Short Term Rental Tax Benefits to Reduce Your W2 Taxes

Short Term Rental Tax Benefits to Reduce Your W2 Taxes

There are very few things that you as a high W2 income earner can do to reduce your tax bill. However, there are short-term rental tax benefits that give you access to a tax loophole that can meaningfully make an impact on your taxes. This Airbnb tax loophole (or VRBO) utilizes what the IRS calls material participation and what many professional real estate investors utilize called cost segregation.

Usually, an investment property offers what is called passive income. Annual tax deductions on an investment property cannot exceed that year’s passive income. This makes investment properties very tax efficient but doesn’t do much to reduce your regular w2 income. However, by following specific vacation rental tax rules you can convert this excess loss into deductions that can reduce your w2 taxes.

To start taking advantage of these Airbnb tax benefits you need to know five things.

  1. What rules do you need to follow to take full advantage of this tax loophole?
  2. What qualifies as a short-term rental?
  3. What is material participation?
  4. How does cost segregation work?
  5. How to utilize bonus depreciation?

Please keep in mind the tax rules and strategies discussed here are explained at a high level. To take full advantage of this strategy you should consult your tax advisor to get a better understanding of if and how you can benefit from this strategy. If you are looking for help with just Airbnb tax reduction rules we are not a good fit and you need to specifically look for a tax advisor that is familiar with these rules.

Specific consideration to make this work.

There are a variety of ways to get access to these Airbnb tax deductions. However, to simplify, here are some of the key rules to consider.

  • The average stay of a customer is less than 7 days at a time.
  • You and/or your spouse work 100 hours or more a year maintaining this property by managing the bookings, cleaning, etc.
  • No one else spends more time working on the property than you or your spouse.
  • The property is held exclusively for rental purposes. You do not use it as a personal vacation house.
  • You hire a specialty firm to complete a cost segregation study. This allows you to depreciate parts of the property at a faster rate.
  • A cost segregation study is expensive. So the property needs to be priced accordingly to make it worth it.
  • You take bonus depreciation on components of the property that are part of the cost segregation study.

Now that you know the rough outline let’s dive into the details of these vacation rental tax rules.

What is a short-term rental?

The key to this tax loophole is to change how the IRS recognizes your real estate income. Specifically, by avoiding activity that categorizes income as “rental activity”. When income is recognized as “rental activity” it is categorized as passive income and prevents excess losses offsetting your w2 income.

The Internal Revenue Code you are looking for specifically is Reg. Section 1.469-1T(e)(3)(ii)(A). Which states that an average period of customer use of fewer than 7 days is excluded from the definition of “rental activity”.

Material Participation

To receive the short-term rental tax benefits the IRS requires you or your spouse to be a material participant. There are two components of material participation you need to consider: time and activity.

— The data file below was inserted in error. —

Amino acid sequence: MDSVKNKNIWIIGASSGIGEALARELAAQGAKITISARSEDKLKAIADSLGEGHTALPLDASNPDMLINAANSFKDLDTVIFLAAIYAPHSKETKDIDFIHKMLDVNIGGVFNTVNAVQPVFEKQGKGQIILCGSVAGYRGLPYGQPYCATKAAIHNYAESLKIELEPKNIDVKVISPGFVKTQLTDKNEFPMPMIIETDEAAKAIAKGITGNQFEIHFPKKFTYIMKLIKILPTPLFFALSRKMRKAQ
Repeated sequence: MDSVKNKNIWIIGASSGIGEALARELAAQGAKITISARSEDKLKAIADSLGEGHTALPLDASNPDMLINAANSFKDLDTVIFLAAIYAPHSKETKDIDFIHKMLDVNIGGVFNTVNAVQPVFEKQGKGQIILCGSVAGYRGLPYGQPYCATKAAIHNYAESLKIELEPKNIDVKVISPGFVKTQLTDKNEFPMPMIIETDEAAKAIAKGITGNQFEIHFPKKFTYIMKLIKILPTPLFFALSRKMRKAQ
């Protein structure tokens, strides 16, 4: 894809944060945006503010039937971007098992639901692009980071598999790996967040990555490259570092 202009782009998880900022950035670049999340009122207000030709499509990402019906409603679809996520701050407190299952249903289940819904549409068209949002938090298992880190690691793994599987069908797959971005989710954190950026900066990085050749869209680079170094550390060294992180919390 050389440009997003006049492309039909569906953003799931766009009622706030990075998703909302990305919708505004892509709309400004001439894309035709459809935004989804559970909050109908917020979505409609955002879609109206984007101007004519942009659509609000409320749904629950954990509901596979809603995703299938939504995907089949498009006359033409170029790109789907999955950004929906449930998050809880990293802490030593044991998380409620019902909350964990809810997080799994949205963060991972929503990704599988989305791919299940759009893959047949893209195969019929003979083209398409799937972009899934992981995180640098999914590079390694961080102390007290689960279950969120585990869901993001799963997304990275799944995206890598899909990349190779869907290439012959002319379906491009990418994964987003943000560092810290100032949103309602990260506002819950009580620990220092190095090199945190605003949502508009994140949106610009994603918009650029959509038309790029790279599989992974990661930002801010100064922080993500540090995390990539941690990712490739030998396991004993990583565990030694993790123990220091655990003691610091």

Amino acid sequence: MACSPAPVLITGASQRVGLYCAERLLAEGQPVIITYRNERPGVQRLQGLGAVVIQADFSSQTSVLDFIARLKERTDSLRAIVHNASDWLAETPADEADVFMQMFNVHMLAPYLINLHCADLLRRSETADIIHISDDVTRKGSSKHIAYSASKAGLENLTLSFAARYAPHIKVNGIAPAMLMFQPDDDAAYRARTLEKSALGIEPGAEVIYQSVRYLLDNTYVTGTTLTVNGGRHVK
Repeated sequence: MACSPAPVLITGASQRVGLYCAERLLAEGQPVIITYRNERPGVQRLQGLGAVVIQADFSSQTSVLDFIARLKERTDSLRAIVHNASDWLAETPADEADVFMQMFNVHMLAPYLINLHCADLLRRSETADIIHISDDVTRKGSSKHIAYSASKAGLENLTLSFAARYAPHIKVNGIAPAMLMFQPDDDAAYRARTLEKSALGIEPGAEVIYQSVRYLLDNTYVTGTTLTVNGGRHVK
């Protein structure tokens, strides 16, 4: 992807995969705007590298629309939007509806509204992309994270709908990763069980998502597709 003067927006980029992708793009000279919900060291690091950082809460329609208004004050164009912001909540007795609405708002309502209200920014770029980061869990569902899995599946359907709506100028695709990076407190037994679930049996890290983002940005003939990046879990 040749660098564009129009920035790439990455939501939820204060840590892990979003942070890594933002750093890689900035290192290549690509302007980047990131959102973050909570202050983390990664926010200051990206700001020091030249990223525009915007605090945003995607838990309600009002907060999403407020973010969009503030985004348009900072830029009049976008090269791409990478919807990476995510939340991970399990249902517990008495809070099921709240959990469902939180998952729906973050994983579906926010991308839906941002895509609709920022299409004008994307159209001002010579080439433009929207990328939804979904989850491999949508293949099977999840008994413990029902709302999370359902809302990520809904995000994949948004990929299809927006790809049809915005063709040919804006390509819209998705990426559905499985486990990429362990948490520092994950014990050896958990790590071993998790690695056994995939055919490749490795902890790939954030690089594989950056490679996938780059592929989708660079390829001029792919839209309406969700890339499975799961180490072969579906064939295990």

The IRS qualifies material participation as any one of the following:

  1. Participation in the activity for more than 500 hours.
  2. Participation in the activity was practically all the participation even for those who don’t
    hold interest in the property (cleaners, plumbers, contractors).
  3. Participated in the activity for more than 100 hours and at least more than others who
    don’t hold an interest in the property.
  4. Activity is a significant participation activity, and you participate in all significant
    participation activities for more than 500 hours.
    a. Significant participation activity – participate more than 100 hours but didn’t
    materially participate.
  5. Materially participate in the activity for any 5 of the previous 10 taxable years.
  6. Materially participation for 3 years (can be non-consecutive) in personal service activity
    (no income produced) for the previous tax years.
  7. “Regular, continuous, and substantial” participation during the year

Arguably, the easiest criterion to meet is #3.  This means that for this Airbnb tax loophole to work you need to have worked on the rental property for more than 100 hours in one year and that no one else worked more than you. As an example, you could have participated for 102 hours and the cleaning staff participated for 101 hours. However, it can’t be the other way around.

In order to meet the definition of participation there are a few things you could do.

  • Working with an architect, city, or utility company to develop the property.
  • Hiring and managing contractors.
  • The process of acquiring the property. (A gray area with many CPAs.)
  • Managing the interactions with customers, such as addressing customer needs and managing the booking. (The one that is most likely achievable.)

The list is more extensive, and interpretations are up to you and your tax advisor. However, the one thing that definitely does not meet the definition of participation is paying someone else to manage the property.

Cost Segregation

To get some short-term rental tax benefits you could stop at material participation. However, if you want the full benefit of short-term rental tax deductions you will want to apply a cost segregation study and bonus depreciation.